A new decade and a new EMR are making me think about what the best use of my time and medical knowledge really is. The thing that stands out more and more for me is the tension between what my patients are asking me for and what the medical bureaucracy is mandating me to do. This is, to be blunt, an untenable, crazy-making situation to be in.
Many of my patients with chronic diseases don’t, deep down, want better blood sugars, BMIs or blood pressures – nor do they want better diets or exercise habits. People often hope they can feel better without fundamentally changing their comfortable, familiar and ingrained habits – that’s just human nature.
I went to medical school to learn how to heal, treat and guide patients through illness, away from un-health and toward health. I didn’t go to school to become a babysitter or code enforcement officer.
AI in radiology is not new. In fact, the field is swarming with various apps and tools seeking to find a place in the radiologist’s toolkit to get more value out of medical imaging and improve patient care. So, how does a radiology team pick which tools to invest in? Enter Blackford Analysis, a health tech startup that has, simply put, designed an “app store” for radiology departments that liberates access to life-saving tech for radiologists. CEO Ben Panter explains how the platform not only gives radiologists access to a curated group of best-in-class AI radiology tools, but does so en-mass to circumvent the need for one-off approvals from hospital administrators and procurement teams.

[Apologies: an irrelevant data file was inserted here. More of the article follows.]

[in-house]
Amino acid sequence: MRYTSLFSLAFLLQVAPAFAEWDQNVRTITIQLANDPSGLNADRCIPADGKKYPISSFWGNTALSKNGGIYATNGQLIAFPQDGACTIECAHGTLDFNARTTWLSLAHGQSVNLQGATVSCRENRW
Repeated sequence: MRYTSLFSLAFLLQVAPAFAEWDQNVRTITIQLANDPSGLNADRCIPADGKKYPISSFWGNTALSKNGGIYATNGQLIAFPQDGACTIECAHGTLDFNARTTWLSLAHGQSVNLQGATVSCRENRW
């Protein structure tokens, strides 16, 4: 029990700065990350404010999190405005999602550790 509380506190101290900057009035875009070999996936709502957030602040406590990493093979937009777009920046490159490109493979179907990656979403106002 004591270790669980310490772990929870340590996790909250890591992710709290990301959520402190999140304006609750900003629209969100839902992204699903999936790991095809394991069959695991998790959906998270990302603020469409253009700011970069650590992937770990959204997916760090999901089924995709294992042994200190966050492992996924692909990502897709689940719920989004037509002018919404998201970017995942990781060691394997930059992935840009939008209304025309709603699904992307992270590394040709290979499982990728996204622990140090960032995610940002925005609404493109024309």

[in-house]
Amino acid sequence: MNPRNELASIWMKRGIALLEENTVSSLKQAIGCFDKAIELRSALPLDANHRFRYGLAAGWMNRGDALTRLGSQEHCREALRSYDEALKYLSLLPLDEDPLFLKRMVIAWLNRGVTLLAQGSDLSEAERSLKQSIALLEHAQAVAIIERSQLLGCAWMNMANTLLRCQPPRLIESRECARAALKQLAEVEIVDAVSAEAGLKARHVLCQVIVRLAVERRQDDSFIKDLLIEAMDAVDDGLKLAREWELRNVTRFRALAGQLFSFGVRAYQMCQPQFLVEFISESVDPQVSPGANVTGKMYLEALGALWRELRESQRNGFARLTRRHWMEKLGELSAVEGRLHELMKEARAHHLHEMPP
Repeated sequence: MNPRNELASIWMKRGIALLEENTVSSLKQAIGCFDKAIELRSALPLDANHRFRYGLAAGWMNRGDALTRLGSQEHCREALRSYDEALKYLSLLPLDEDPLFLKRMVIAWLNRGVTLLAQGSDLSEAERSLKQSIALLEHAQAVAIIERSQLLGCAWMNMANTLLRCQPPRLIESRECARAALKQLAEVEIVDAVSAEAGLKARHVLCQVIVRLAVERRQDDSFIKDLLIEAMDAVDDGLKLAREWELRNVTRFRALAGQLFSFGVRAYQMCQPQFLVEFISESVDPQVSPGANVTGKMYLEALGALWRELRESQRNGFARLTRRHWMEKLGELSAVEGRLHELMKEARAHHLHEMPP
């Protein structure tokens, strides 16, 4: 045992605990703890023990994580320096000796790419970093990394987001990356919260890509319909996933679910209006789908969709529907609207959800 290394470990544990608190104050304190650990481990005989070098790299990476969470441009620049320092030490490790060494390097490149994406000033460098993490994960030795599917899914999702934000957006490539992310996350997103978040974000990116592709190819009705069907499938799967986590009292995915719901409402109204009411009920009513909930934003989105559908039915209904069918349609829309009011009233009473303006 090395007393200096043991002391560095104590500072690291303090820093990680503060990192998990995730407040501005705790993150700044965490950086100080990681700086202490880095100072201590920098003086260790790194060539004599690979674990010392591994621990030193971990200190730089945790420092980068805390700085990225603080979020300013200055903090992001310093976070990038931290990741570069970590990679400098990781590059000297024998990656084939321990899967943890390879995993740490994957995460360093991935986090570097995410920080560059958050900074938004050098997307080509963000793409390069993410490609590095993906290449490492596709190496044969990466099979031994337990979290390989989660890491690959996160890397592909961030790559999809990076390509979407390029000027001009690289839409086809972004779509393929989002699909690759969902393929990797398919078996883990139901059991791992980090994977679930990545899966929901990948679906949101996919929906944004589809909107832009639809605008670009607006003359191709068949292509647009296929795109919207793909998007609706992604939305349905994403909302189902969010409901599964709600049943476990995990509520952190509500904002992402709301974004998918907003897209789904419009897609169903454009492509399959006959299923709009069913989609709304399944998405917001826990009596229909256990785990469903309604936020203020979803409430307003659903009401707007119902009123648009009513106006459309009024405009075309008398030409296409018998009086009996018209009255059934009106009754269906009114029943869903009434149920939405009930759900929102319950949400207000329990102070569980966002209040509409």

Filmed at Bayer G4A Signing Day in Berlin, Germany, October 2019.
The photo below shows what “visit notes” from a doctor appointment might look like in the era before computers. Just two days before my first speech where I said “Gimme my damn data,” I had an ENT visit, and on the way out I asked for a copy of the doctor’s notes. The clerk snickered out loud and showed it to me, saying, “If you really want it….”
Vivek Garipalli, CEO and Co-Founder of Clover Health initially set out trying to create a high-tech healthcare company aimed at improving clinical decision making, while leveraging the best of tech and data science in the process. Sounds about right for a guy who previously founded a health system (CarePoint Health), so…how did he end up with a high-tech Medicare Advantage plan instead? Isn’t clinical disruption hard enough? In this very candid chat about the larger issues thwarting tech and the healthcare business model, Vivek explains how he HAD to turn Clover into a health plan in order to get “reliable access” to the longitudinal set of information that would truly help patients and providers achieve better health outcomes. Can this kind of thinking ever be applied to the under 65 market? How does Clover perpetuate this model? Founded in 2012, this late-stage startup has big plans for scaling up and they’re centered on winning over physicians.
Filmed at the HIMSS Health 2.0 Conference in Santa Clara, CA in September 2019.